An anonymous reader offers us this bit of educational nostalgia:
"Television has been showing the video of the nun in Florida with the chainsaw, cutting up fallen trees due to Hurricane Irma.
"During the early years of 1950, I spent my elementary school years at a school where all of the teachers were nuns.
"If you misbehaved in any way, the nun would parade you in front of the whole class, make you put out your hand and give you a good slap with her ruler.
"Thank goodness chainsaws were not very available at that time.
"Smiley, please don't use my name if you publish this. One or more of those nuns might still be around."
A spousal lament
Dan Stein, of Baton Rouge, confesses to exhibiting a little pride about solving The Advocate's daily Jumble puzzle — in ink.
Then he discovered that his wife, Mary, "routinely does both the New York Times crossword puzzle and the daily Sudoku puzzle, also in ink, without so much as batting an eyelash.
"The weaker sex? Yeah, right."
After we mentioned the practice of marrying on your spouse's birthday so your anniversary won't be forgotten, we heard from a lady who told of this experience:
"We were married on his birthday. One week before his birthday (and our first anniversary), he excitedly said, 'Next week is my birthday. Hope you got me something good.'
"My response was to look at him excitedly and say, 'Right! And next week is our first anniversary. Hope you have something good planned for us, too.'
"His face dropped as he said, 'Oh, yeah …hmmm. …'"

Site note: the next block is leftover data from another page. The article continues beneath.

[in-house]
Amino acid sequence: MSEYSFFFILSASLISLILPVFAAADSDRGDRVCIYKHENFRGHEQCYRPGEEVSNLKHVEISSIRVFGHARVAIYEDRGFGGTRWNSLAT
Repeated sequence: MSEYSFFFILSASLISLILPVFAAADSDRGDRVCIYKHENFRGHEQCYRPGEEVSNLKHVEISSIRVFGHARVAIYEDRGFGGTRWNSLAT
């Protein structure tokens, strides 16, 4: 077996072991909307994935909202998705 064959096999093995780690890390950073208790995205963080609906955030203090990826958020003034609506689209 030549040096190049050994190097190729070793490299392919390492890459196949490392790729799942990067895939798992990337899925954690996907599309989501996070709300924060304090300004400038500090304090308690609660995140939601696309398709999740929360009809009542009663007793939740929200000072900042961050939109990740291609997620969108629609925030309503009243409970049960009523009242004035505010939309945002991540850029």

Flying with Barry
Roger del Rio says, "Hypolite Landry's around-the-world flying adventure in the Friday column reminded me and my wife, Jerry, of the flights we had with Barry Seal when in high school.
"Barry would take three other people up over Baton Rouge and perform stalls. Everybody was thrilled to experience the weightlessness. This was in mid '50s.
"Like Hypolite said, it was great to be young and not afraid of anything."
Shaking and baking
James Minton says, "If any of your readers were 'shake-and-bake' infantry sergeants during the Vietnam war, there's a website run by Budd Russell, of Ocala, Florida, that has information on the NCOC (Noncommissioned Officer Candidate School) at Fort Benning, Georgia, which turned privates into buck sergeants and staff sergeants in a matter of weeks (hence the 'shake-and-bake' designation).
"The website lists the names of graduates killed in Vietnam for each class and gives surviving graduates the opportunity to make contact with classmates. Go to www.ncoclocator.org."
Special People Dept.
- Oneil J. "Pop" Williams Sr., of Old Metairie, celebrates his 94th birthday Monday, Sept. 18.
- Natalie Heard Elbourne celebrates her 93rd birthday Monday, Sept. 18.
- K.O. and Dianne Stafford, of Walker, celebrated 60 years of marriage Aug. 31.
- Larry and Lory Braud, of Village Charmant Condos in Baton Rouge, celebrated their 57th anniversary Saturday, Sept. 16.
- Ray and Carolyn Blanchard, of Port Allen, celebrated their 57th anniversary Sunday, Sept. 17.
Dreary midnight blues
Ernie Gremillion, of Baton Rouge, says, "Reading the preposition joke from your Wednesday column to my wife prompted her to recite the entire list of prepositions she was required to memorize in grammar school.
"When she asked if I had to do the same, I replied that I did not — but began to recite, 'Once upon a midnight dreary while I pondered weak and weary. …' from Edgar Allan Poe's 'The Raven,' which I was required to memorize.
"She was not impressed."
(I know, Ernie … this was how various student infractions were dealt with at Istrouma High. I got to know that poem very well indeed. …)
Harry Clark, of Lafayette, tells of his disappointing experience:
"I retired in 2000 and after a couple of years got bored.
"I saw a sign at a prominent drive-in restaurant chain that said, 'If you are over 16 and can roller-skate, we have a job for you.'
"Having spent many hours during my teenage years going in circles at the local roller rink, I felt like I qualified.